FREDERICTON — A New Brunswick conservation group says the proposed Energy East pipeline would cause a stressed marine environment for whales in the Bay of Fundy and Gulf of Maine.
In a report released today on the risks the proposed bitumen pipeline poses to ocean environments, the Conservation Council of New Brunswick says noise from tanker traffic causes heightened levels of stress for the North Atlantic right whale, the most endangered large whale in the world.
It says studies show that tanker traffic impedes on the whales' ability to communicate, forcing them to shout over tanker engines and when the noise reaches a certain level, they are not able to communicate at all.
The 22-page report says the Bay of Fundy's world-famous tides and thick fog would make it difficult to clean up oil spills quickly.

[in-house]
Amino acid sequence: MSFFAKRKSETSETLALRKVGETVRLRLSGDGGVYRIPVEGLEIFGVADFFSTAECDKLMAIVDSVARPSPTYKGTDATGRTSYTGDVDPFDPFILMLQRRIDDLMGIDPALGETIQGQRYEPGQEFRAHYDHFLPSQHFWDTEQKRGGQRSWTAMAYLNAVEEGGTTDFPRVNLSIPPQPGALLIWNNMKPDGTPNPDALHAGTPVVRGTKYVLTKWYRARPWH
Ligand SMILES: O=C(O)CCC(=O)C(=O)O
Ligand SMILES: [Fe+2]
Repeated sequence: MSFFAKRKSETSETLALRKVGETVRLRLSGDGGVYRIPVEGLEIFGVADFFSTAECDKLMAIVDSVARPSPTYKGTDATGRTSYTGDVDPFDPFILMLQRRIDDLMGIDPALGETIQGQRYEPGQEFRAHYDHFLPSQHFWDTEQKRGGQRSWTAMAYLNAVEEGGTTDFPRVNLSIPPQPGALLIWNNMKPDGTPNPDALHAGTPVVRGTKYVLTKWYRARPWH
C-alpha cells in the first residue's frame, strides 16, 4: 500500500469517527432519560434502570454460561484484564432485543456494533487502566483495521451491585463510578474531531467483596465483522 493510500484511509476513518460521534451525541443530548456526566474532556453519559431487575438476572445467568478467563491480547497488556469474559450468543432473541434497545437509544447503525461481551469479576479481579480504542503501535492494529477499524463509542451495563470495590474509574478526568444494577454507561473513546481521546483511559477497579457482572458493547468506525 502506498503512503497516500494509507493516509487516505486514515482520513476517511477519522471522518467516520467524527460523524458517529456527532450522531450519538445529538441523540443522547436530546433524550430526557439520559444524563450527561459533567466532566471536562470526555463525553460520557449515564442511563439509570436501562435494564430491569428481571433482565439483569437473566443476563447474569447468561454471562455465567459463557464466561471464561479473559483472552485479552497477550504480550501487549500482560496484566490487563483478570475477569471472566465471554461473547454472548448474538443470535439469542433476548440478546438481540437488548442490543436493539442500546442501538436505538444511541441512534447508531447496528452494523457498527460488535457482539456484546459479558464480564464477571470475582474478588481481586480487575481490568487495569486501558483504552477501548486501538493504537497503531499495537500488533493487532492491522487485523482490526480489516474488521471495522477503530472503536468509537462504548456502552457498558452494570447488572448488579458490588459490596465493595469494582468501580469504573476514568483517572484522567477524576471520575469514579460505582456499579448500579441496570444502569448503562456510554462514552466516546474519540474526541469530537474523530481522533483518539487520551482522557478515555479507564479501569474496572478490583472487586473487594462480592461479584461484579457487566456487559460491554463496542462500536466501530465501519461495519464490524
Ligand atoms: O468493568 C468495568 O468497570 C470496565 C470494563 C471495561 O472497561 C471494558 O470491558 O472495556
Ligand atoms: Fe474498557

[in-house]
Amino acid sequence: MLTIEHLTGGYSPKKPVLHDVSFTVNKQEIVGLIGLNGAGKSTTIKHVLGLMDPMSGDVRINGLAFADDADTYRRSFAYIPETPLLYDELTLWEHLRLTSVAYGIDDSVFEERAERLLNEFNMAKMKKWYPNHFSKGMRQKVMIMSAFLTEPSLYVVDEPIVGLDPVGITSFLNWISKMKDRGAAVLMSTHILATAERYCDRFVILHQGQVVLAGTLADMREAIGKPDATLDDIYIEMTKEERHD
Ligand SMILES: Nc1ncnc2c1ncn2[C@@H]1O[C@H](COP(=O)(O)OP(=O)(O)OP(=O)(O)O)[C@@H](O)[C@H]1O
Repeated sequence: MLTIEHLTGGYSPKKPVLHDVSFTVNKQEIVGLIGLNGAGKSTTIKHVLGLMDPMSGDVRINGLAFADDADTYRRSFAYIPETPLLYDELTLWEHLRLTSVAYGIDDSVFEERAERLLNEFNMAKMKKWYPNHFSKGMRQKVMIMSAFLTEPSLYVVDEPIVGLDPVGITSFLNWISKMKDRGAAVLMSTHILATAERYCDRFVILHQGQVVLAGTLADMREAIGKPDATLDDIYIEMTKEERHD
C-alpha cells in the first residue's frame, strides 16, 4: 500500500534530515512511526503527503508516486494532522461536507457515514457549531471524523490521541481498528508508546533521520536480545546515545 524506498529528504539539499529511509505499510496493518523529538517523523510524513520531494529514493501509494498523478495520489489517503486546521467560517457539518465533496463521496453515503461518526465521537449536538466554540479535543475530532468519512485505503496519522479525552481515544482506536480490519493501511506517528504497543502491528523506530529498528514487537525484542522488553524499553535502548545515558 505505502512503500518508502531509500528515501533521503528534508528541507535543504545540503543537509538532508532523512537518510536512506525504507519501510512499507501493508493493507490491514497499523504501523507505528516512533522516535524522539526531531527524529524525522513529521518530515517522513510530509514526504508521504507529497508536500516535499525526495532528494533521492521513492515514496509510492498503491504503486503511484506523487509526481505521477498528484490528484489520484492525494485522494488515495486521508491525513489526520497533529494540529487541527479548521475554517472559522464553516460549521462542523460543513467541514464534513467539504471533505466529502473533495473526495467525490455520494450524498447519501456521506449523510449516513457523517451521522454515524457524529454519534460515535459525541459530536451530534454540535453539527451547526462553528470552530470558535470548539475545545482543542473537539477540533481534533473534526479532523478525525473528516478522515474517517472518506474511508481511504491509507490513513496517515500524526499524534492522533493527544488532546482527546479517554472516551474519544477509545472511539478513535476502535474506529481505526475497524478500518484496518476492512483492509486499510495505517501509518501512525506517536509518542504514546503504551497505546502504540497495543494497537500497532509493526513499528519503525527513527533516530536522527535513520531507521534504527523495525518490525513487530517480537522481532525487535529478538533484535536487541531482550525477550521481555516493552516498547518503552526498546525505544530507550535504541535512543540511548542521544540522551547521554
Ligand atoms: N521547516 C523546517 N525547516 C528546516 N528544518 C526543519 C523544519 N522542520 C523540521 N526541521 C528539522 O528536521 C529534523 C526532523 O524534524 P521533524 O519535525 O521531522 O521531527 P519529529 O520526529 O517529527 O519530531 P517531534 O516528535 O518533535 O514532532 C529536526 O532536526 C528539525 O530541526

It also says bitumen is likely to form into tarballs when mixed with salt water and sink, which could harm fisheries such as bottom-feeding lobster and scallop.
The report makes a number of recommendations, including that the federal Fisheries Department conduct an assessment of marine traffic noise in the Bay of Fundy to determine its impact and the potential impact of increased traffic noise on whales and other marine life.
It says Ottawa should also assess its oil spill response capabilities in the Bay of Fundy with respect to the bay's unique characteristics, such as extreme tides and fog.
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